Mortgage payments make up the biggest chunk of U.S. homeowners’ income since 2010.
The average monthly mortgage payment made up 15.8% of buyers’ income in the fourth quarter of last year, according to real estate website Zillow, the biggest share of homeowner income since the second quarter of 2010, thanks to rising interest rates and increasing home values. The average monthly payment was $758 at the end of last year, up from $690 in 2015. Though it’s still not quite as bad as the national average of 21% between 1985 to 2000. “This is a phenomenon that really affects homebuyers a whole lot more,” said Svenja Gudell, chief economist at Zillow.
Affording a house will get a lot harder next year, and because banks have tightened restrictions on mortgage lending, some people aren’t even trying to apply for mortgages. People with low credit scores are especially at a disadvantage, as lenders have tougher expectations for borrowers to meet — the third quarter of 2016 saw the highest quality home loans since 2000, but that means those applying must have stellar credit scores (the average for loans originating in the third quarter of last year was 739).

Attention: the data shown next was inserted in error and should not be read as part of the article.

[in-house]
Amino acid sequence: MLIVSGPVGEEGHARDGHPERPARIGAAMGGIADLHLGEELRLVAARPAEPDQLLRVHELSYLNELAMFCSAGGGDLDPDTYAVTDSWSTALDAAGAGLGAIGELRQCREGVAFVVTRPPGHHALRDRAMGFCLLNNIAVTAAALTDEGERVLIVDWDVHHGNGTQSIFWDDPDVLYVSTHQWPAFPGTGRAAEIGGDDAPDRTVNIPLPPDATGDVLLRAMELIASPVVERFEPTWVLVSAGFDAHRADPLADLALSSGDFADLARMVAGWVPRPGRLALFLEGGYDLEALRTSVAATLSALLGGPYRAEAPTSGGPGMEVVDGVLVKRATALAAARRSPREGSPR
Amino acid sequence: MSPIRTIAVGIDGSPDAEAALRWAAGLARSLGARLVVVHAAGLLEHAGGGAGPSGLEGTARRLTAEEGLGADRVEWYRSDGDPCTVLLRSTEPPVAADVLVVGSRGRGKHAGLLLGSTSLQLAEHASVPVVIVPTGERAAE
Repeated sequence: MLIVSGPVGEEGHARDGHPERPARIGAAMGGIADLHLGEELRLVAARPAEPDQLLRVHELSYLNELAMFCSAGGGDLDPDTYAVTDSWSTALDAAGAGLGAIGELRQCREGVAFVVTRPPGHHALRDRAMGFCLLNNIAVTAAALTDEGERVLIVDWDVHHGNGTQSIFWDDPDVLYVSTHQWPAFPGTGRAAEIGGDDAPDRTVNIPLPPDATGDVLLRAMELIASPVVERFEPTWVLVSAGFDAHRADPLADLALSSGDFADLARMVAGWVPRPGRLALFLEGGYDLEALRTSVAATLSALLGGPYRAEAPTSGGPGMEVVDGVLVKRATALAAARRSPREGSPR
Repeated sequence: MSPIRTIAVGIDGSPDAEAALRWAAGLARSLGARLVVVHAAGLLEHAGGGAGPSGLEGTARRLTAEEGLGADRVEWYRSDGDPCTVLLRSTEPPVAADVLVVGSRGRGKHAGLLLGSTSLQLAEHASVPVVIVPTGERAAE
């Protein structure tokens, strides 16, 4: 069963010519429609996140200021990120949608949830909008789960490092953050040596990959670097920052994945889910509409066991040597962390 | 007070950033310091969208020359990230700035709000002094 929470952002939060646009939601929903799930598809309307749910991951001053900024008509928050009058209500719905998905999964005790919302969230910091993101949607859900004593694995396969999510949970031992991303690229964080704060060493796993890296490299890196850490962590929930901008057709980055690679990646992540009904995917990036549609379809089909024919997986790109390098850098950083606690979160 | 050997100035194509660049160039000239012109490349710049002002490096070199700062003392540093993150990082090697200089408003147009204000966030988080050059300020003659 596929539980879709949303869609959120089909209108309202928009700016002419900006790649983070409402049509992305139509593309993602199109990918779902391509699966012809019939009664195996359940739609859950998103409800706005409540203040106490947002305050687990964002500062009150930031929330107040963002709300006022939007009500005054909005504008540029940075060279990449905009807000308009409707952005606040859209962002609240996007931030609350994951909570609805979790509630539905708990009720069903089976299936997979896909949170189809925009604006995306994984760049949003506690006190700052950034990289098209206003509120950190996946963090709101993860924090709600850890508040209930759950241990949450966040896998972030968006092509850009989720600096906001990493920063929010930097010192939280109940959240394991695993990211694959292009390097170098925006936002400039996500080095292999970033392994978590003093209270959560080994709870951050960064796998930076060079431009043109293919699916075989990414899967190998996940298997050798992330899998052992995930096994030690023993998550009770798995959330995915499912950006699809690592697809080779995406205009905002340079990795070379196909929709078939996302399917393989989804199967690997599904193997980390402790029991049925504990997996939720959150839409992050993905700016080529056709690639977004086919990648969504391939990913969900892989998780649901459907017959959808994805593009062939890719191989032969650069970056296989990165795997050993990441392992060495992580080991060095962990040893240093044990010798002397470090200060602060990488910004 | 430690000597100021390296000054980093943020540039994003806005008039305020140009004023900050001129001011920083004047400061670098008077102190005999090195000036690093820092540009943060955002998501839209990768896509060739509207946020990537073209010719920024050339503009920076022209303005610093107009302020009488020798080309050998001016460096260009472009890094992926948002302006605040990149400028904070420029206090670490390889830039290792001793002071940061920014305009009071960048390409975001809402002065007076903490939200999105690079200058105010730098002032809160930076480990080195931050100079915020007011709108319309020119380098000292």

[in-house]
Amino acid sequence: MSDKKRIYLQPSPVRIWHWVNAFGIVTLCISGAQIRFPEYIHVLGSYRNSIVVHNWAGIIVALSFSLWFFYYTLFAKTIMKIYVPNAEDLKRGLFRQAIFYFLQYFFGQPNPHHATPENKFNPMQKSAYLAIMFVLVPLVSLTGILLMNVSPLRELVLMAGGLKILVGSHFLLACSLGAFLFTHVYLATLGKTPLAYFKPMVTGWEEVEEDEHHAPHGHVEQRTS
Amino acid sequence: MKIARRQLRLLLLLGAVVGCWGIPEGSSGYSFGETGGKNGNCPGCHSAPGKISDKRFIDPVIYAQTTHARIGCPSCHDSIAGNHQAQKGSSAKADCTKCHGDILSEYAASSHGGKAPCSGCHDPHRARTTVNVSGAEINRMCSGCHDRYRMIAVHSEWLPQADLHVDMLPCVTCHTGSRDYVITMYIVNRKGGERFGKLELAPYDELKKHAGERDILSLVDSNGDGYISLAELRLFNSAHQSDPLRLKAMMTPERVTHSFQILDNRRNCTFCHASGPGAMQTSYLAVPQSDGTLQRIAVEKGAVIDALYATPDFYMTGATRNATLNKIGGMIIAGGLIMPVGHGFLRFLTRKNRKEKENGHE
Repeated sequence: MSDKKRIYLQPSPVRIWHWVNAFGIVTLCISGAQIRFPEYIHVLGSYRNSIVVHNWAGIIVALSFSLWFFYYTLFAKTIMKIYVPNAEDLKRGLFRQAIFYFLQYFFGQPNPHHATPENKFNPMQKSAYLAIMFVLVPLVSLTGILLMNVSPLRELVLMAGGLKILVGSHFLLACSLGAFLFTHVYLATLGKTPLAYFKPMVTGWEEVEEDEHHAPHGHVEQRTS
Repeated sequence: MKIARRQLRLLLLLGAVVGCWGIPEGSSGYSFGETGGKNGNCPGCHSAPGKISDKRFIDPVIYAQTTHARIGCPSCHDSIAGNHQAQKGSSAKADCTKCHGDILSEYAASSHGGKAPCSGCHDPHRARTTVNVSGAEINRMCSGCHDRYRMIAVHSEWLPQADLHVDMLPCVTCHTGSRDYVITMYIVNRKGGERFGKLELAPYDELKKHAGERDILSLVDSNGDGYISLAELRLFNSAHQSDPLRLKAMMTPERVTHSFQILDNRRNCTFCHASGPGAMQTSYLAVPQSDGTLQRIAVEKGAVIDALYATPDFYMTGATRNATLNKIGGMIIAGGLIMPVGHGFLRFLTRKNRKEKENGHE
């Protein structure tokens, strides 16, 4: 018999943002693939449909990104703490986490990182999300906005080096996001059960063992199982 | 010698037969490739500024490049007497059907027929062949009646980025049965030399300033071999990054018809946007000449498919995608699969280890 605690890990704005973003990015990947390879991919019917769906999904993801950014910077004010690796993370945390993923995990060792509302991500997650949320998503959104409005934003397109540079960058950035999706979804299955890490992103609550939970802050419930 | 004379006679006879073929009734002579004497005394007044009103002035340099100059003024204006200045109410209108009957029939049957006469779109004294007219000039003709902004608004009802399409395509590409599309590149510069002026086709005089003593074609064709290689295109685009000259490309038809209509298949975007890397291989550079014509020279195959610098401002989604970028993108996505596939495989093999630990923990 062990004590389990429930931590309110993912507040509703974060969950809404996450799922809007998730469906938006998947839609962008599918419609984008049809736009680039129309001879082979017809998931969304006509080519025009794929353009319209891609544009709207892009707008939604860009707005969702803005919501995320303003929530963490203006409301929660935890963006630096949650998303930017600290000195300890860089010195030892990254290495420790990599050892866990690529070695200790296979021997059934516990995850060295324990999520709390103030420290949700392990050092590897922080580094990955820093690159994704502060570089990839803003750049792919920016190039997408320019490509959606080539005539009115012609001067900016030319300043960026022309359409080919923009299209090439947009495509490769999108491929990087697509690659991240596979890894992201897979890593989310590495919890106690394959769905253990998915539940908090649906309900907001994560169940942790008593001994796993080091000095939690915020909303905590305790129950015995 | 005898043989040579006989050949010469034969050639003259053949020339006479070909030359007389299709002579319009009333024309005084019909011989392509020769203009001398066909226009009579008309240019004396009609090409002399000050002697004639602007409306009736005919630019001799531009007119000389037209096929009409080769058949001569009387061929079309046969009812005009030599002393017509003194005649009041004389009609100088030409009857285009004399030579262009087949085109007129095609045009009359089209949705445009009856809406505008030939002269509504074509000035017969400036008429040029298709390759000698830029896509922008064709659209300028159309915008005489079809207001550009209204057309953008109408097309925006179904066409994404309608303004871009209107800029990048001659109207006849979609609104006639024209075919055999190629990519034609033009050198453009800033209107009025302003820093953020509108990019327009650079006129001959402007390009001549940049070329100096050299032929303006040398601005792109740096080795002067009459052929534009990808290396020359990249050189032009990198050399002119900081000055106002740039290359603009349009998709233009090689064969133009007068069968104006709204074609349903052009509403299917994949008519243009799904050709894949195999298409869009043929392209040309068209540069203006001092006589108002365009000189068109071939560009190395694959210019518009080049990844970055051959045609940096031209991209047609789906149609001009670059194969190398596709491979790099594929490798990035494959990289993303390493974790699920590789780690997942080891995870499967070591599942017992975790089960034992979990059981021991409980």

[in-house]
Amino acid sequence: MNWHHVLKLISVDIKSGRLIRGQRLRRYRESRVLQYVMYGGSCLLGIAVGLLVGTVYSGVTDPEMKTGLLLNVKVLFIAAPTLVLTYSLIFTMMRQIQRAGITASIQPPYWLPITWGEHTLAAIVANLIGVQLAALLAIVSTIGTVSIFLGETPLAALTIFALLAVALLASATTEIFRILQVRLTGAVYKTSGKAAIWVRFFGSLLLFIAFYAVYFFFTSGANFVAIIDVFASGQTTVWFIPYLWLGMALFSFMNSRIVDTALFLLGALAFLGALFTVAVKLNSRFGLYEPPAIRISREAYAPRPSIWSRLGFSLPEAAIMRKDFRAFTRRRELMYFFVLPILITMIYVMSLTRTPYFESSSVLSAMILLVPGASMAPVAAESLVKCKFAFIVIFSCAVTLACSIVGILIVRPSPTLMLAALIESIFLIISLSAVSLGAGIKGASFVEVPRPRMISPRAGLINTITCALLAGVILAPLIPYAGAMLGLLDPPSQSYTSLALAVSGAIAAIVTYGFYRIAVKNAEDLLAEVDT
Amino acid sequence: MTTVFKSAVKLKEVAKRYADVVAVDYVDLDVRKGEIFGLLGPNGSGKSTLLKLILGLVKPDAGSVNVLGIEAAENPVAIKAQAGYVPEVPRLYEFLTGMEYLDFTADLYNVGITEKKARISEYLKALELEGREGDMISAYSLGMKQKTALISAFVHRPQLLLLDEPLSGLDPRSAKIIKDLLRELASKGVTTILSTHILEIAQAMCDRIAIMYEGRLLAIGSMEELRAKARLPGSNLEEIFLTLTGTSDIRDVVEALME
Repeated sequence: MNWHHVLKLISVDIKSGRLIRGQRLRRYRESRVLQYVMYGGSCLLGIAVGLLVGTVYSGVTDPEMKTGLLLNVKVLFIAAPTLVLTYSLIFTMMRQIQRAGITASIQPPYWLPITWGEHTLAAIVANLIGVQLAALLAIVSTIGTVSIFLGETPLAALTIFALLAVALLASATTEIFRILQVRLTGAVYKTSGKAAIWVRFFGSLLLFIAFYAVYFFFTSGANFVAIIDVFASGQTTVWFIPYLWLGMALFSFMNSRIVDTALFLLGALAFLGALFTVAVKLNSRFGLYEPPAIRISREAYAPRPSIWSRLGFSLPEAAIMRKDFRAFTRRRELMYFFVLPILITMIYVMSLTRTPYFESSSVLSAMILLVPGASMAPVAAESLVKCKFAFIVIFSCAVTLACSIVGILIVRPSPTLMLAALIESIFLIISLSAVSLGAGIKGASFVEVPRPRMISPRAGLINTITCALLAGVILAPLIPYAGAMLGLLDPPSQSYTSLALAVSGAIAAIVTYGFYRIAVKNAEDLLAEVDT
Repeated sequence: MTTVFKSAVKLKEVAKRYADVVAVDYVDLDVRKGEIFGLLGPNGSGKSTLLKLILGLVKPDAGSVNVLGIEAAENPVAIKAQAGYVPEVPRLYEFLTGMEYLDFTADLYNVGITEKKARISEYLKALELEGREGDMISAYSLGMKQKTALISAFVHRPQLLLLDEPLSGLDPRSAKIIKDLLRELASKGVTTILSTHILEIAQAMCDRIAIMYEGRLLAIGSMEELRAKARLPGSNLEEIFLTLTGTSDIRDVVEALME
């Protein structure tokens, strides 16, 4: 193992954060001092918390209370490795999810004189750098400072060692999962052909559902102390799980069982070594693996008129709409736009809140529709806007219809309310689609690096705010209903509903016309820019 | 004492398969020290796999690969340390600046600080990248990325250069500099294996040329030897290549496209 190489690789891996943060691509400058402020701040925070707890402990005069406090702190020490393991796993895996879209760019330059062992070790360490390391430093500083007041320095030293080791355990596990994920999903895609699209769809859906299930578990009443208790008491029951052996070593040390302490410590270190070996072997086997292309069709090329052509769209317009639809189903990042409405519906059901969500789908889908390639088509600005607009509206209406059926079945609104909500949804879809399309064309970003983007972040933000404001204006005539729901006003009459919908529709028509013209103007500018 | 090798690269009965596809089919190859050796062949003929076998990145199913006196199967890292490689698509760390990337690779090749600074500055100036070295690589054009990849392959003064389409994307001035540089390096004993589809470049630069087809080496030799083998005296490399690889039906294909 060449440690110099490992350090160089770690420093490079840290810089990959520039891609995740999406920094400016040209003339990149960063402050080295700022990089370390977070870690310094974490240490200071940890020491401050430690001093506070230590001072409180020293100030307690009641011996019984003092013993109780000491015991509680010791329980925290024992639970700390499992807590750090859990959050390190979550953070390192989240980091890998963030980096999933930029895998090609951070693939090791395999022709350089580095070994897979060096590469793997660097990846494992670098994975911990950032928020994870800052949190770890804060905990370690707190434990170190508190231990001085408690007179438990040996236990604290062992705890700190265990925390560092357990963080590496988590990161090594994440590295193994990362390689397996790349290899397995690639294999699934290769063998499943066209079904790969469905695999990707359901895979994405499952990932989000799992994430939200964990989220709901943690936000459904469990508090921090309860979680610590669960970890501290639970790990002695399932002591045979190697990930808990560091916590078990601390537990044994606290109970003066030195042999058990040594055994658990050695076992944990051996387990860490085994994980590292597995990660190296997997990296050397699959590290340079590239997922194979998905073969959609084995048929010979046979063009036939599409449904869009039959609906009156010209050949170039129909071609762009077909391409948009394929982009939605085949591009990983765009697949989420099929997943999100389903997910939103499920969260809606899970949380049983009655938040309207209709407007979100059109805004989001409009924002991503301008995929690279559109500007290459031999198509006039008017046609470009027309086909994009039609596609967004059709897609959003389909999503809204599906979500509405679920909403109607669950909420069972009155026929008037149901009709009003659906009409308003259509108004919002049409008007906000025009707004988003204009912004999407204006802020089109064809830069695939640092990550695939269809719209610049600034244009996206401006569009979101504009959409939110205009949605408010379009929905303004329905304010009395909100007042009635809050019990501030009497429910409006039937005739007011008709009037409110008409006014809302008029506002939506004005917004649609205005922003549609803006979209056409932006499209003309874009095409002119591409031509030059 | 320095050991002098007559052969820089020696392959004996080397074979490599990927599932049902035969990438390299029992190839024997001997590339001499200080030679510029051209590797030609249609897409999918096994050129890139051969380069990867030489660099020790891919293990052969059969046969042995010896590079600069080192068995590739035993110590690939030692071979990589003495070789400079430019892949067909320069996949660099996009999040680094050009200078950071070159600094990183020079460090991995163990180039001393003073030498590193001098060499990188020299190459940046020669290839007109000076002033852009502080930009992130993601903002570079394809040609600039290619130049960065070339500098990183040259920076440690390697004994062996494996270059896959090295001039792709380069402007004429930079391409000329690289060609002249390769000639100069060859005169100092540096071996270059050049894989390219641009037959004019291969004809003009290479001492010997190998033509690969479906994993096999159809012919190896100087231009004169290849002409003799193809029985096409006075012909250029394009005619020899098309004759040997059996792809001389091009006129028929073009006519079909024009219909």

But it could be worse, and in some cities, it is. Coastal cities see even higher shares of their income go toward their mortgages. In New York, for example, homeowners spent 27% of their income on their mortgage payments, and in San Francisco, it was more than 42%. There is one bright spot for those who have already bought homes: Current homeowners would obviously only be affected by rising interest rates if they chose an adjustable-rate mortgage, which fluctuates as opposed to a fixed-rate, Gudell said.
In general, the rule of thumb for buying a home is to spend no more than three times your income — so if you make $100,000, you should look for a house that costs about $300,000, Gudell said. It’s a rough estimate, and likely doesn’t apply to homes on the country’s coasts, in places like Los Angeles and New York.
Your monthly housing payment, including your principal, interest, taxes, insurance and in co-op and condo situations, home association fees, should not take up more than 28% of your salary before taxes, according to estimates by personal finance site Bankrate.com.